Flood monitoring using satellite data allows for a quick and accurate overview of flooded areas. The extent of the flooding and affected areas can be delivered to water authorities, civil protection agencies, or insurance companies. Evaluations include information to help with damage assessment, risk estimation in the future, and protection measures.
The University of Queensland researchers used radar imaging sensors on satellites to see through clouds and map flooding, and they believe the technique could provide faster, more detailed information to keep communities safe.
According to Professor Noam Levin of the University of Queensland’s School of Earth and Environmental Sciences, the project combined images from optical satellites with data from imaging radar satellites. “Monitoring floods in towns and cities is difficult because flood waters frequently rise and then recede in a matter of days,” Professor Levin said.
We could see which areas became dark as the flood waters encroached. We compared this to data from Bureau of Meteorology river gauges and changes in electricity loads reported by Energex, the power supplier.Professor Levin
“While large satellites in the past provided images every 7-14 days, now groups of small satellites can collect several images a day over the same location. Radar imaging sensors can provide images at night or on days with thick cloud cover—a huge advantage in stormy conditions. They use a flash, like on a camera, and the light is sent at wavelengths between 1mm and 1.0m, which can pass through clouds and smoke.”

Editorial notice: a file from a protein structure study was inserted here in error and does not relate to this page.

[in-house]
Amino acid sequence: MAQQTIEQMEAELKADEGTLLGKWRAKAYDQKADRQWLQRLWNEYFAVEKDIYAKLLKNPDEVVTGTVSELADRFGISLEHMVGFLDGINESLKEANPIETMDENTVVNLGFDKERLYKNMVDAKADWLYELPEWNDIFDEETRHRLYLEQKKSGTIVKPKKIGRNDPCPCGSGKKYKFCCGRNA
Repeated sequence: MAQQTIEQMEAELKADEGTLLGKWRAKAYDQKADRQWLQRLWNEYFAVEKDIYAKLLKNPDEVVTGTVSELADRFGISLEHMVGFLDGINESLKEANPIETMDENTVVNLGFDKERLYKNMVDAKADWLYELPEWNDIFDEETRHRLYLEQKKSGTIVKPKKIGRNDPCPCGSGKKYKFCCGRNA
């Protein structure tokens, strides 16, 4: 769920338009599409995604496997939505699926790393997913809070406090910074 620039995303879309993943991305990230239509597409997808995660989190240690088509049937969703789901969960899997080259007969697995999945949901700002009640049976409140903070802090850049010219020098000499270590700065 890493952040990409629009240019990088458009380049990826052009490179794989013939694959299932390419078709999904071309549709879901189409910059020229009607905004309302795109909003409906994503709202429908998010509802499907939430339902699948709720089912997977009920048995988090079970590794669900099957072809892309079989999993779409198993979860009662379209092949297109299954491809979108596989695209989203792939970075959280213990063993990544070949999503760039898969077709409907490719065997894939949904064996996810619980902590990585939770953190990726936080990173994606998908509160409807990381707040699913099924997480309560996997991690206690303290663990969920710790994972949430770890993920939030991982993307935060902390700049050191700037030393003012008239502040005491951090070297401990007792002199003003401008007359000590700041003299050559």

During Brisbane’s February 2022 floods, researchers combined satellite daytime pictures showing the extent of the flood with imaging radar and optical night-time data of the lights associated with human activity.
“We could see which areas became dark as the flood waters encroached,” Professor Levin said.
“We compared this to data from Bureau of Meteorology river gauges and changes in electricity loads reported by Energex, the power supplier.”
According to Professor Stuart Phinn, the technique could be critical in protecting Australians during future flooding events. “Satellites, in conjunction with existing flood monitoring and modeling technologies, could change the way we monitor major flood events, understand how they occur, and direct emergency and other responses,” Professor Phinn explained.
“Agencies monitoring the floods can assess changes and alert people in at-risk areas with faster update times—at least twice a day—and more accurate and timely data. This technique can also be used after a disaster to determine the extent of damage, direct recovery efforts, and evaluate insurance claims.”
The team used optical satellites from Planet Inc. and NASA’s VIIRS, as well as Capella imaging radar satellites.